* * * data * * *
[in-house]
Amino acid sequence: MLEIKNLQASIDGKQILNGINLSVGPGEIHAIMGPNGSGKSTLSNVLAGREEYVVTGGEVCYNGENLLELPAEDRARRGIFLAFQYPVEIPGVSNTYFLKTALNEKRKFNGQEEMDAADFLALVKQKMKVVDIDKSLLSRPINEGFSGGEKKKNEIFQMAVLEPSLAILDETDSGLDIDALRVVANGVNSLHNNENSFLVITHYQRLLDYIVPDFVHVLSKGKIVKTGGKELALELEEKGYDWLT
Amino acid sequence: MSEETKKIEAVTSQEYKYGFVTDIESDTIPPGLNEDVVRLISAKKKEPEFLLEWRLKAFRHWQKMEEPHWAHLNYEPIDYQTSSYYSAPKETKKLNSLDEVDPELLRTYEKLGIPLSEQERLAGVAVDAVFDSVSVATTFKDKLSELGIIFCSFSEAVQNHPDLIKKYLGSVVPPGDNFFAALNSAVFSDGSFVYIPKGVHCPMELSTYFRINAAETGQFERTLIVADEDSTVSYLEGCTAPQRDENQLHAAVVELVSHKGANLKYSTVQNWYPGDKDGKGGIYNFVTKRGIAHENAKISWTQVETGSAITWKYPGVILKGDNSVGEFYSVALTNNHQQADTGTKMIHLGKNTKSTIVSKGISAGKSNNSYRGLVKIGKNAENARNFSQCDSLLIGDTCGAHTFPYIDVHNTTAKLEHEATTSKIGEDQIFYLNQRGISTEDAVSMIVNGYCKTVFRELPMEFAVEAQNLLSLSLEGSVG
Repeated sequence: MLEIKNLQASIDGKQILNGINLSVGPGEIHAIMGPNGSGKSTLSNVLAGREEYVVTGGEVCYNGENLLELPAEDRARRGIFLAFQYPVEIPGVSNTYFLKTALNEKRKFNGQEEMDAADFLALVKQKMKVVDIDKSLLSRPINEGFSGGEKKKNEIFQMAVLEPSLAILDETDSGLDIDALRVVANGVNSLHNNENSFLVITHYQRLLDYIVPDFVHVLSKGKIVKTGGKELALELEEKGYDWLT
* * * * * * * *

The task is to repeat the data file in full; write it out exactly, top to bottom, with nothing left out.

[in-house]
Amino acid sequence: MLEIKNLQASIDGKQILNGINLSVGPGEIHAIMGPNGSGKSTLSNVLAGREEYVVTGGEVCYNGENLLELPAEDRARRGIFLAFQYPVEIPGVSNTYFLKTALNEKRKFNGQEEMDAADFLALVKQKMKVVDIDKSLLSRPINEGFSGGEKKKNEIFQMAVLEPSLAILDETDSGLDIDALRVVANGVNSLHNNENSFLVITHYQRLLDYIVPDFVHVLSKGKIVKTGGKELALELEEKGYDWLT
Amino acid sequence: MSEETKKIEAVTSQEYKYGFVTDIESDTIPPGLNEDVVRLISAKKKEPEFLLEWRLKAFRHWQKMEEPHWAHLNYEPIDYQTSSYYSAPKETKKLNSLDEVDPELLRTYEKLGIPLSEQERLAGVAVDAVFDSVSVATTFKDKLSELGIIFCSFSEAVQNHPDLIKKYLGSVVPPGDNFFAALNSAVFSDGSFVYIPKGVHCPMELSTYFRINAAETGQFERTLIVADEDSTVSYLEGCTAPQRDENQLHAAVVELVSHKGANLKYSTVQNWYPGDKDGKGGIYNFVTKRGIAHENAKISWTQVETGSAITWKYPGVILKGDNSVGEFYSVALTNNHQQADTGTKMIHLGKNTKSTIVSKGISAGKSNNSYRGLVKIGKNAENARNFSQCDSLLIGDTCGAHTFPYIDVHNTTAKLEHEATTSKIGEDQIFYLNQRGISTEDAVSMIVNGYCKTVFRELPMEFAVEAQNLLSLSLEGSVG
Repeated sequence: MLEIKNLQASIDGKQILNGINLSVGPGEIHAIMGPNGSGKSTLSNVLAGREEYVVTGGEVCYNGENLLELPAEDRARRGIFLAFQYPVEIPGVSNTYFLKTALNEKRKFNGQEEMDAADFLALVKQKMKVVDIDKSLLSRPINEGFSGGEKKKNEIFQMAVLEPSLAILDETDSGLDIDALRVVANGVNSLHNNENSFLVITHYQRLLDYIVPDFVHVLSKGKIVKTGGKELALELEEKGYDWLT